Late last week, a fellow law enforcement wife created a viral post on social media. She relayed the story of her husband, an administrator in a state law enforcement agency, and his attempts to get dinner after a 13-hour day. He drove to a fast-food restaurant in his patrol unit while wearing his uniform. This officer paid for his food at the first window of the drive-thru. The young man at the second window refused to serve the food because the man was a cop. In fact, no one would give the officer his food at first. Finally, one other employee silently passed the bag through the window.
What an eye-opener! The great irony of this story is that the officer is leading this agency toward more diverse policing and hiring practices. This law enforcement organization has established defensive tactics maneuvers designed to keep officers and their constituents far safer. Officers who serve in this agency volunteer diligently in their communities, some working with thousands of youth throughout the course of their careers. In short, this officer and his agency is the complete opposite of all the stereotypes that I assume infuriated this young man and his colleagues at the drive-thru.
No one can deny the tragic loss of many young men in several high-profile officer-involved shootings in recent years. Nor can we deny the tragic loss of well over one hundred law enforcement officers in the last year, many of whom were executed while sitting in their patrol vehicles. Now we sadly must own the tragic loss of unity among Americans.
Often, we try to solve the complex social issues that divide us through rampant finger pointing. Placing blame on one group or entity grossly oversimplifies the problems we face. I do not know what it’s like to grow up fearing police, so it would be wrong of me to speak against that experience. I am, however, the wife of a cop. What I do know, then, are a few reasons to pass that bag of food through the drive-thru window with a smile, a thank you, and maybe a discount.
Those DUI check-points may be a pain, but if they keep you and your family safe this summer, thank a cop. People are more likely to designate a sober driver when they know certain areas will have guaranteed check-points.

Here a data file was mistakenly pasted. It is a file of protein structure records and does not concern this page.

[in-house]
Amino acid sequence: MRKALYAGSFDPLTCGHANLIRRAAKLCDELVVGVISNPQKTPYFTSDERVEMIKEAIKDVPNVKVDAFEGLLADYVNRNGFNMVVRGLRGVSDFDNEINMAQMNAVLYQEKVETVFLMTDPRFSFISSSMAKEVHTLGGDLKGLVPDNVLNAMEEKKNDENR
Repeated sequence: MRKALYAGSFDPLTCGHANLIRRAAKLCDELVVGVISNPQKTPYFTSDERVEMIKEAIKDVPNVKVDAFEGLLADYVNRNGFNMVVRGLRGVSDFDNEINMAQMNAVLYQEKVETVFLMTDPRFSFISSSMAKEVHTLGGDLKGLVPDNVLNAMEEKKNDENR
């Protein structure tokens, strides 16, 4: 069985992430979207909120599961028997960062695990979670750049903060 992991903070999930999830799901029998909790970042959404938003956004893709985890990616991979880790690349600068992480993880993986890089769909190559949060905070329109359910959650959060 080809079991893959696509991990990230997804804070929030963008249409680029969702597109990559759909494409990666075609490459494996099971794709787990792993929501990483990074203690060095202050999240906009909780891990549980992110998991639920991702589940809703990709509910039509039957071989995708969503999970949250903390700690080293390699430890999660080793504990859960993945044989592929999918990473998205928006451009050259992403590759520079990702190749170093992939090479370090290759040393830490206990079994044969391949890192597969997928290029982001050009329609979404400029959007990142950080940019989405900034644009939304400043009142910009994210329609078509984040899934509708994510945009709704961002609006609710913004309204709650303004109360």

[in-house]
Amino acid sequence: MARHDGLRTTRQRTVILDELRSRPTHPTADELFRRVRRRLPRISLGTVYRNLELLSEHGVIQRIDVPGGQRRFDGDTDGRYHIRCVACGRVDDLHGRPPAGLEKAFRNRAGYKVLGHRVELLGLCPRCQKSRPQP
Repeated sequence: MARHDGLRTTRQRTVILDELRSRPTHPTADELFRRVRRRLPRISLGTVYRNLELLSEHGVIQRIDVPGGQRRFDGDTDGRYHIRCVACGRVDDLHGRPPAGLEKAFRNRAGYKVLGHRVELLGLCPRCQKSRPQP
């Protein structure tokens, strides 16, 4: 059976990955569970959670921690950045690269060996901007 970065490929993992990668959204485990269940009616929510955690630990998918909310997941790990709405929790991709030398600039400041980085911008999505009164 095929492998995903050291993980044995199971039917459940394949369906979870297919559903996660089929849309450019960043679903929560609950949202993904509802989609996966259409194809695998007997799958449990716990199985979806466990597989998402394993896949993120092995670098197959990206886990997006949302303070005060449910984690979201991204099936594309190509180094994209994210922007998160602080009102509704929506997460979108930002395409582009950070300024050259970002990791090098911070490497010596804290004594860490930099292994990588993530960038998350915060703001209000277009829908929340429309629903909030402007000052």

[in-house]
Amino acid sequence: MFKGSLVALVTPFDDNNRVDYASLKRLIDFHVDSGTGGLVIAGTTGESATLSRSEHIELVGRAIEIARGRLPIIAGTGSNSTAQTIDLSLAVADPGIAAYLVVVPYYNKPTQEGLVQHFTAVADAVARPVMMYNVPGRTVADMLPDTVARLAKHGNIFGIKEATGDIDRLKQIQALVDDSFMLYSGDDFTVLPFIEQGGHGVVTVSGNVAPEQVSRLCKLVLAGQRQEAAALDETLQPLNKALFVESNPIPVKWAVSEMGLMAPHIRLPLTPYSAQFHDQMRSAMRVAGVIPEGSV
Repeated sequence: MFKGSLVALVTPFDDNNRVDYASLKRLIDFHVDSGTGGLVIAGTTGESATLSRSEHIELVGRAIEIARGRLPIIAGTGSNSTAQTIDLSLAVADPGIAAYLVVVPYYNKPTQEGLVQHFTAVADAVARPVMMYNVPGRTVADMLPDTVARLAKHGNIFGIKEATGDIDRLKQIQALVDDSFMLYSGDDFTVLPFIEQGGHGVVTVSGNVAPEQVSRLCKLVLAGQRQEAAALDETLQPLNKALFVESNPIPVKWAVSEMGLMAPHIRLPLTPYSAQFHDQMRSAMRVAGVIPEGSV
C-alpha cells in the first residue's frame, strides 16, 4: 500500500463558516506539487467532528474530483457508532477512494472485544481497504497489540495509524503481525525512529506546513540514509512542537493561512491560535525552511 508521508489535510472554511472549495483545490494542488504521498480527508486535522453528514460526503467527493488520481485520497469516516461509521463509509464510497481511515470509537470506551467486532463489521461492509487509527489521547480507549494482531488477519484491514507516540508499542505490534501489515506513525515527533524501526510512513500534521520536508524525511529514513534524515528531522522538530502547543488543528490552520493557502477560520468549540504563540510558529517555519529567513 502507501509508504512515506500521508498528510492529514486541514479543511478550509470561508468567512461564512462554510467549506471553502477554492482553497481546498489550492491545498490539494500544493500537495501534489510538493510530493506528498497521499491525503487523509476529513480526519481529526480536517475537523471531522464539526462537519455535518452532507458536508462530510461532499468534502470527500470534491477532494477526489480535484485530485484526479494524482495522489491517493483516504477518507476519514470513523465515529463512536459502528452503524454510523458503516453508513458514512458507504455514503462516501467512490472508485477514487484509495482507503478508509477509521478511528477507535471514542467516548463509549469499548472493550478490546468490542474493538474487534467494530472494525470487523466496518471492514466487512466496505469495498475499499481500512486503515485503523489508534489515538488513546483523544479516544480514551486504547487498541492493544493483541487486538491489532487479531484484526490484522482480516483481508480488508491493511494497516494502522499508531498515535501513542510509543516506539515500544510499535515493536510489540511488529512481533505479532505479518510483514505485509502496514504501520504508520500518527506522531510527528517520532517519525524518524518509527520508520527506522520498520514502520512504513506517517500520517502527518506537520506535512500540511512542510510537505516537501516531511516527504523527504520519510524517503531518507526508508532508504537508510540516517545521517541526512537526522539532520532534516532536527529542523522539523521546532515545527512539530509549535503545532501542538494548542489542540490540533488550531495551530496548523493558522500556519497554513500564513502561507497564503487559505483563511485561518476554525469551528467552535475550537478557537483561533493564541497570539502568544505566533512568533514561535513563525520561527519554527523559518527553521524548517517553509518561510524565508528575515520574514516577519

Yesterday, my own husband pulled a 14 hour day policing an on-water event with multiple agencies across the area. Hundreds of boats raft up to party on the river on this particular weekend. Operating boats under the influence of alcohol has been a dangerous problem as have boating accidents and other injuries. Up until patrols increased, there were fatalities every year.
When my husband came in at 12:30 am last night, he was exhausted, but jubilant.
“This is the second year in a row with no fatalities and no boating related injuries,” he told me proudly.
He also shared that more boats than ever had designated operators. This was a win.
Emergencies Come First.
When distress calls come, officers go. No matter the time, weather, or birthday, our LE spouses answer those calls. It’s easy to use the “It’s your job” argument. There’s more to this lifestyle than that. Our police husbands and wives have run out on countless birthdays, anniversaries, and school programs with lights and sirens blaring because someone needed help.
My husband doesn’t just leave family events because law enforcement is his job. He does it because it’s his calling. He can’t not come to another family’s aid when someone needs help. In that emergency, the family in peril is more important than his. We’re safe. You, the constituent in need, are not at that point. Our officer’s primary concern at that moment is your safety. As a law enforcement family, we get that.
Public Safety Comes First.
My husband and his colleagues have been recognized for their countless acts of valor by numerous state agency heads, a lieutenant governor, a governor, and the President of the United States.